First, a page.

|Kyle & Franciose dans la cuisine|
I know you are all waiting to hear how ‘Tannhäuser’ at Covent Garden was – in a word, VERY GOOD INDEED. OK, so three words, but every one of them needed. The cast had the biggest voices I’ve ever been privileged to hear in an opera house, which of course is needed for a big house with a big orchestra playing full-on dense Wagnerian orchestration. Speaking of the orchestra, the conductor was Semyon Bychkov, the director Tim Albery.
Our Tannhäuser was Johan Botha, a huge (in every way) Heldentenor of the Wagnerian variety. Here's an interview with Botha. Not as lithe and handsome as Jonas Kaufmann perhaps (in fact, not lithe at all) but a voice to die for. Singing four+ hours of full-on music – Tannhäuser is on stage more or less throughout – with your voice filling a huge opera house and soaring above a massive orchestra in full flight: it’s like the Olympics of opera singing. He showed a little strain towards the end, but was moving, valiant and spectacular. The gossip in the Stalls was that Covent Garden had not shown ‘Tannhäuser’ in twenty years because of the difficulty of finding a tenor prepared to take on the role in this house.
Our Venus, seductive in black sequins-and-velvet drapery was Michaela Schuster, and the ‘saintly’ Elizabeth was Eva-Maria Westbroek. As to the plot, and how these two damsels come into it, I have already posted some comments about Wagner and this opera in particular, so won’t repeat myself. But I did tlak to a confused opera-goer sitting next to me, so seat-side chat was along the lines of ‘but why did they call him a hypocrite when he’s the only one actually authentic?’ And ‘but why does Elizabeth try to save him when she claims to be so chaste...oh, I see...she actually prefers the unbridled sensuality option? Of course she does!’ And ‘Wagner was an atheist? Really?’ Ah, layers upon layers.
As it was opening night, the ladies were presented with bouquets at the curtain call, and the designers, director etc etc also took their bows. Which brings me to the set design (by Michael Levine) – which opened with a wonderfully clever thing with a copy of the very proscenium arch which we were facing, and a copy of the very red velvet curtain we had just seen rise – representing (for me anyway) Schopenhauer’s belief that we can be saved from the tedious suffering of life through immersion in great music. Possibly not all opera fans present had been reading their Schopenhauer, as this reviewer didn’t seem to ‘get’ the set idea at all, or even the whole premise of the opera.
The choreographer must also have kudos - Jasmin Vardimon – for a quite exceptional opening ballet in the Venusberg scene: ridiculously athletic and long, the dancers should get extra money! The dancing fitted the music wonderfully, evoking the orgy scene without anyone actually taking all their clothes off. I like my operatic orgies a little subtle (unlike that ‘Rigoletto’ a few weeks ago).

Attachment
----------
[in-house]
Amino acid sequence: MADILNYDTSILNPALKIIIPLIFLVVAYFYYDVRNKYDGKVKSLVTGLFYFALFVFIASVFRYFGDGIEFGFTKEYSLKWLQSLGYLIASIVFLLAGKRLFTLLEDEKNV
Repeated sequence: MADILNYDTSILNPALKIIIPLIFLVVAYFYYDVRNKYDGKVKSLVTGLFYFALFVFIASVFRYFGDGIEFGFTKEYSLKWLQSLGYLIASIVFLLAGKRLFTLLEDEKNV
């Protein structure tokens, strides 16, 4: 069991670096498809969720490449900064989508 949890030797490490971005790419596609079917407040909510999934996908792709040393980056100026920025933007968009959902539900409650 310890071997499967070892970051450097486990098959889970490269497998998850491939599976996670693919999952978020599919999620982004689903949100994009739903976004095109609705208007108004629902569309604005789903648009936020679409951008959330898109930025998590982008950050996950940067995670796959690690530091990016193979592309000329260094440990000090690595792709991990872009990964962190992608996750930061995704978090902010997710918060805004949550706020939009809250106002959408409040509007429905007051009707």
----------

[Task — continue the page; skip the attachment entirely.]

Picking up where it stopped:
|ROH's promotional image for the production (not actually part of the set)|
I won’t attempt a proper review of the whole thing, since this blog does not aspire to serious review status, but here’s a glowing ‘five stars’ from The Independent. Let me just finish by saying that I agree with both reviews to which I’ve linked here, that our Wolfram last night practically stole the show – he’s the character who pines with unrequited love for Elizabeth (the unrequited lover always gets the sympathy), sung so expressively amidst the cacophony of big sound by Christian Gerhaher.
I came across this on-line comment which is scathing about the casting - I wonder what the reaction will be now that opening night has come and gone.
And from Big German Opera to Delicious French Supper....
The opera-going contingent repaired home to Kyle & Andrew’s house, admittedly quite late (which is more of a Spanish trait, but hey) to a delicious supper cooked for us by their house-guest Madame Francoise – thank you Madame Francoise!
|Cook and Assistant Cook hard at work|
Not only did we enjoy wonderful food, but also a lovely bottle of 2003 pinot - style red wine from Madame’s cave (cellar). It seems that a previous tenant, named Christophe, had left a supply of this wine in the cave some time ago, and has not claimed it. Every three months, Madame cooks a nice dinner for friends and drinks one of the bottles. She then returns the empty bottle to the rack, with a note recording the menu, who was present, etc. We toasted Christophe.
I could tell that Madame was going to be one of those very interesting people one is privileged to meet now and then, when she told the story of how she once dressed up as the Queen of England, complete with bodyguards and bouquets, and toured the shops and patisseries of her locality in Paris. The ‘real’ Queen had recently passed through, so the advent of her ‘French sister’ caused some consternation, when she regally extended her wrist and said ‘so pleased to meet you’ (presumably in Madame’s beautifully accented English).
Merci beaucoup, Madame. Le souper était délicieux!
|tarte aux pommes|
|Clever cheese cutter and a cheese called 'Monk's Head"|